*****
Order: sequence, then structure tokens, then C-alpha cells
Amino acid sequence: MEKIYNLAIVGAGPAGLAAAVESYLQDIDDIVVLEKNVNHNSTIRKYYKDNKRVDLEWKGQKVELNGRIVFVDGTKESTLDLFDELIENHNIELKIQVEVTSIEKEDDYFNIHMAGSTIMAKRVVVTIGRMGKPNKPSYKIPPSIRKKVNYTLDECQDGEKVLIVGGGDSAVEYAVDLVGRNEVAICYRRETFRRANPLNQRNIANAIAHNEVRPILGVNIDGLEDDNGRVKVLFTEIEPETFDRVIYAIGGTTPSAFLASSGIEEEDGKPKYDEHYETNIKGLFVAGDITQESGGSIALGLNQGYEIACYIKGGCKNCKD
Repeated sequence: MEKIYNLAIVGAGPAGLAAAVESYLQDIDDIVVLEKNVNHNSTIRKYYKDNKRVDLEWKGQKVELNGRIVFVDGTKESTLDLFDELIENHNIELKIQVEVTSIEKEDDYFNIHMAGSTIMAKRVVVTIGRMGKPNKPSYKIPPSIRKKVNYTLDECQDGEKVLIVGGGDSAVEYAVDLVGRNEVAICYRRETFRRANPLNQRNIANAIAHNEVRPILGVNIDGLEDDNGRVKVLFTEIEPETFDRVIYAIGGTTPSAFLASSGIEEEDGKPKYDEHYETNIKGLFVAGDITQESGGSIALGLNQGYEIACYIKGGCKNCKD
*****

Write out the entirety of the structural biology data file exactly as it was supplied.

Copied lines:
Order: sequence, then structure tokens, then C-alpha cells
Amino acid sequence: MEKIYNLAIVGAGPAGLAAAVESYLQDIDDIVVLEKNVNHNSTIRKYYKDNKRVDLEWKGQKVELNGRIVFVDGTKESTLDLFDELIENHNIELKIQVEVTSIEKEDDYFNIHMAGSTIMAKRVVVTIGRMGKPNKPSYKIPPSIRKKVNYTLDECQDGEKVLIVGGGDSAVEYAVDLVGRNEVAICYRRETFRRANPLNQRNIANAIAHNEVRPILGVNIDGLEDDNGRVKVLFTEIEPETFDRVIYAIGGTTPSAFLASSGIEEEDGKPKYDEHYETNIKGLFVAGDITQESGGSIALGLNQGYEIACYIKGGCKNCKD
Repeated sequence: MEKIYNLAIVGAGPAGLAAAVESYLQDIDDIVVLEKNVNHNSTIRKYYKDNKRVDLEWKGQKVELNGRIVFVDGTKESTLDLFDELIENHNIELKIQVEVTSIEKEDDYFNIHMAGSTIMAKRVVVTIGRMGKPNKPSYKIPPSIRKKVNYTLDECQDGEKVLIVGGGDSAVEYAVDLVGRNEVAICYRRETFRRANPLNQRNIANAIAHNEVRPILGVNIDGLEDDNGRVKVLFTEIEPETFDRVIYAIGGTTPSAFLASSGIEEEDGKPKYDEHYETNIKGLFVAGDITQESGGSIALGLNQGYEIACYIKGGCKNCKD